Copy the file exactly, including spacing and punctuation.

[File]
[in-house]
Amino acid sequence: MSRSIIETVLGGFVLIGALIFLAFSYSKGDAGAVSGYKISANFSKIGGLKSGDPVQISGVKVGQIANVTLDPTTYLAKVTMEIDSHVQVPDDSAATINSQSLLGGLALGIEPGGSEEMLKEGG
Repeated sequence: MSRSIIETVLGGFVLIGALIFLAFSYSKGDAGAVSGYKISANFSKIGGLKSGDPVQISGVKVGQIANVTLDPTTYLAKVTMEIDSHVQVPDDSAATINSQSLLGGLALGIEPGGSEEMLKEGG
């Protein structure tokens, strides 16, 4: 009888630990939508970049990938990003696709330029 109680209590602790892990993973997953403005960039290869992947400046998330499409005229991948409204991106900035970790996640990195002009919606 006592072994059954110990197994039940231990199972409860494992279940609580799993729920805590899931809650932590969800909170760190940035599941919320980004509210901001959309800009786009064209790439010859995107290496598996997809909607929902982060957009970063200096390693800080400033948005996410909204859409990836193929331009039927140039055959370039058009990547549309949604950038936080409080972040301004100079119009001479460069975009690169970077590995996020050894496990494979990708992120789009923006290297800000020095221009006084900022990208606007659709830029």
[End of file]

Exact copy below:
[in-house]
Amino acid sequence: MSRSIIETVLGGFVLIGALIFLAFSYSKGDAGAVSGYKISANFSKIGGLKSGDPVQISGVKVGQIANVTLDPTTYLAKVTMEIDSHVQVPDDSAATINSQSLLGGLALGIEPGGSEEMLKEGG
Repeated sequence: MSRSIIETVLGGFVLIGALIFLAFSYSKGDAGAVSGYKISANFSKIGGLKSGDPVQISGVKVGQIANVTLDPTTYLAKVTMEIDSHVQVPDDSAATINSQSLLGGLALGIEPGGSEEMLKEGG
């Protein structure tokens, strides 16, 4: 009888630990939508970049990938990003696709330029 109680209590602790892990993973997953403005960039290869992947400046998330499409005229991948409204991106900035970790996640990195002009919606 006592072994059954110990197994039940231990199972409860494992279940609580799993729920805590899931809650932590969800909170760190940035599941919320980004509210901001959309800009786009064209790439010859995107290496598996997809909607929902982060957009970063200096390693800080400033948005996410909204859409990836193929331009039927140039055959370039058009990547549309949604950038936080409080972040301004100079119009001479460069975009690169970077590995996020050894496990494979990708992120789009923006290297800000020095221009006084900022990208606007659709830029």